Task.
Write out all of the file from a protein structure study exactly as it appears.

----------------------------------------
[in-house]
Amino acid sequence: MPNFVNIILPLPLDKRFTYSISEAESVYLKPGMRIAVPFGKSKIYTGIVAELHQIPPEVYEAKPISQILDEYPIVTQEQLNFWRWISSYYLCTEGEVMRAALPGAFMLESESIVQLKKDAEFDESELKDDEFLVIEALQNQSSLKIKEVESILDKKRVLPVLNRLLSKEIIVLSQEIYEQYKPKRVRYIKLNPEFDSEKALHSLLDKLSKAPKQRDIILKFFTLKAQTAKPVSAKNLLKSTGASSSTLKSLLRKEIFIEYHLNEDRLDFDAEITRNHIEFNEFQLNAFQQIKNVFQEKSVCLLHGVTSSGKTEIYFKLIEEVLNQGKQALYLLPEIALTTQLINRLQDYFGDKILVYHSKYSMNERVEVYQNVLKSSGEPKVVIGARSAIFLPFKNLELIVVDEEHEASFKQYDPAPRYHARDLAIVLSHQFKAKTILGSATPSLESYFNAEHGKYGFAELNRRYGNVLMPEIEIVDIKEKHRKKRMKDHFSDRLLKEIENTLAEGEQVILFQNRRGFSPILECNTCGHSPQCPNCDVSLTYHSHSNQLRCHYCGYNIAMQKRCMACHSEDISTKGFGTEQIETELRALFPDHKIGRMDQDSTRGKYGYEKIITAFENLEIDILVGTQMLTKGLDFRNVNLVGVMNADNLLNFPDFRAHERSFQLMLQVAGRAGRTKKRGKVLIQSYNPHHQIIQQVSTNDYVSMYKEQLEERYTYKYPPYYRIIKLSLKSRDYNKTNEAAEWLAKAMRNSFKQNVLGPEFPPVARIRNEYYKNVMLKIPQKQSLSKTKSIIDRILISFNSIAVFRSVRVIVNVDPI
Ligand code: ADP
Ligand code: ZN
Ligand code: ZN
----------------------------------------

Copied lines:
[in-house]
Amino acid sequence: MPNFVNIILPLPLDKRFTYSISEAESVYLKPGMRIAVPFGKSKIYTGIVAELHQIPPEVYEAKPISQILDEYPIVTQEQLNFWRWISSYYLCTEGEVMRAALPGAFMLESESIVQLKKDAEFDESELKDDEFLVIEALQNQSSLKIKEVESILDKKRVLPVLNRLLSKEIIVLSQEIYEQYKPKRVRYIKLNPEFDSEKALHSLLDKLSKAPKQRDIILKFFTLKAQTAKPVSAKNLLKSTGASSSTLKSLLRKEIFIEYHLNEDRLDFDAEITRNHIEFNEFQLNAFQQIKNVFQEKSVCLLHGVTSSGKTEIYFKLIEEVLNQGKQALYLLPEIALTTQLINRLQDYFGDKILVYHSKYSMNERVEVYQNVLKSSGEPKVVIGARSAIFLPFKNLELIVVDEEHEASFKQYDPAPRYHARDLAIVLSHQFKAKTILGSATPSLESYFNAEHGKYGFAELNRRYGNVLMPEIEIVDIKEKHRKKRMKDHFSDRLLKEIENTLAEGEQVILFQNRRGFSPILECNTCGHSPQCPNCDVSLTYHSHSNQLRCHYCGYNIAMQKRCMACHSEDISTKGFGTEQIETELRALFPDHKIGRMDQDSTRGKYGYEKIITAFENLEIDILVGTQMLTKGLDFRNVNLVGVMNADNLLNFPDFRAHERSFQLMLQVAGRAGRTKKRGKVLIQSYNPHHQIIQQVSTNDYVSMYKEQLEERYTYKYPPYYRIIKLSLKSRDYNKTNEAAEWLAKAMRNSFKQNVLGPEFPPVARIRNEYYKNVMLKIPQKQSLSKTKSIIDRILISFNSIAVFRSVRVIVNVDPI
Ligand code: ADP
Ligand code: ZN
Ligand code: ZN